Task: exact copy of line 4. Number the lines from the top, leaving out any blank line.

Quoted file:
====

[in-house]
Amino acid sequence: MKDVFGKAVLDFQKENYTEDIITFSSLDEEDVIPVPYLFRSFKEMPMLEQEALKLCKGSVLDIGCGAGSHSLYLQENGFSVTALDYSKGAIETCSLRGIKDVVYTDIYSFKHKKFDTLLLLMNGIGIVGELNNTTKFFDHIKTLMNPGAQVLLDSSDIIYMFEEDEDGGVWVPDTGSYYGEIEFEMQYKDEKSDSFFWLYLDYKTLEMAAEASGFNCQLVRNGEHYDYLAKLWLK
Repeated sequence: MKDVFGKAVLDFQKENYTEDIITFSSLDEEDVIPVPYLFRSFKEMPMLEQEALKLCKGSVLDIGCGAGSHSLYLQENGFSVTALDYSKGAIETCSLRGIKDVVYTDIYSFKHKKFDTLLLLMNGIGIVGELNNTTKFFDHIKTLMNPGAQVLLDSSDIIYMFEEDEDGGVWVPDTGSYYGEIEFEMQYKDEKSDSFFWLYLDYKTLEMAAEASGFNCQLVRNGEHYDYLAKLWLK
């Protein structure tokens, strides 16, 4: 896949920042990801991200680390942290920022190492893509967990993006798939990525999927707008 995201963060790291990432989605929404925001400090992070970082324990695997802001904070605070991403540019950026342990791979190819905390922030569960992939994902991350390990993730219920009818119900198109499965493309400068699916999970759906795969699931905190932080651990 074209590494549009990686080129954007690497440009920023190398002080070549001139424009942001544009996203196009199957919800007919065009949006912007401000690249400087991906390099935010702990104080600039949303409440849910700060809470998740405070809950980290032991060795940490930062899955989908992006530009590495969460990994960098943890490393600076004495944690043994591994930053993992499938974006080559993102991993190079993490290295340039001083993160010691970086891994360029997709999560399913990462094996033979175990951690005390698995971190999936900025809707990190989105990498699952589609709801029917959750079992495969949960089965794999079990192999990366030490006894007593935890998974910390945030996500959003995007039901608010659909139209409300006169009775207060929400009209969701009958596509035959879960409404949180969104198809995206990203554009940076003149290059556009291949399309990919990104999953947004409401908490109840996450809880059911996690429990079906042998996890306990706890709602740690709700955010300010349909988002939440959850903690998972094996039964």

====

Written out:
């Protein structure tokens, strides 16, 4: 896949920042990801991200680390942290920022190492893509967990993006798939990525999927707008 995201963060790291990432989605929404925001400090992070970082324990695997802001904070605070991403540019950026342990791979190819905390922030569960992939994902991350390990993730219920009818119900198109499965493309400068699916999970759906795969699931905190932080651990 074209590494549009990686080129954007690497440009920023190398002080070549001139424009942001544009996203196009199957919800007919065009949006912007401000690249400087991906390099935010702990104080600039949303409440849910700060809470998740405070809950980290032991060795940490930062899955989908992006530009590495969460990994960098943890490393600076004495944690043994591994930053993992499938974006080559993102991993190079993490290295340039001083993160010691970086891994360029997709999560399913990462094996033979175990951690005390698995971190999936900025809707990190989105990498699952589609709801029917959750079992495969949960089965794999079990192999990366030490006894007593935890998974910390945030996500959003995007039901608010659909139209409300006169009775207060929400009209969701009958596509035959879960409404949180969104198809995206990203554009940076003149290059556009291949399309990919990104999953947004409401908490109840996450809880059911996690429990079906042998996890306990706890709602740690709700955010300010349909988002939440959850903690998972094996039964």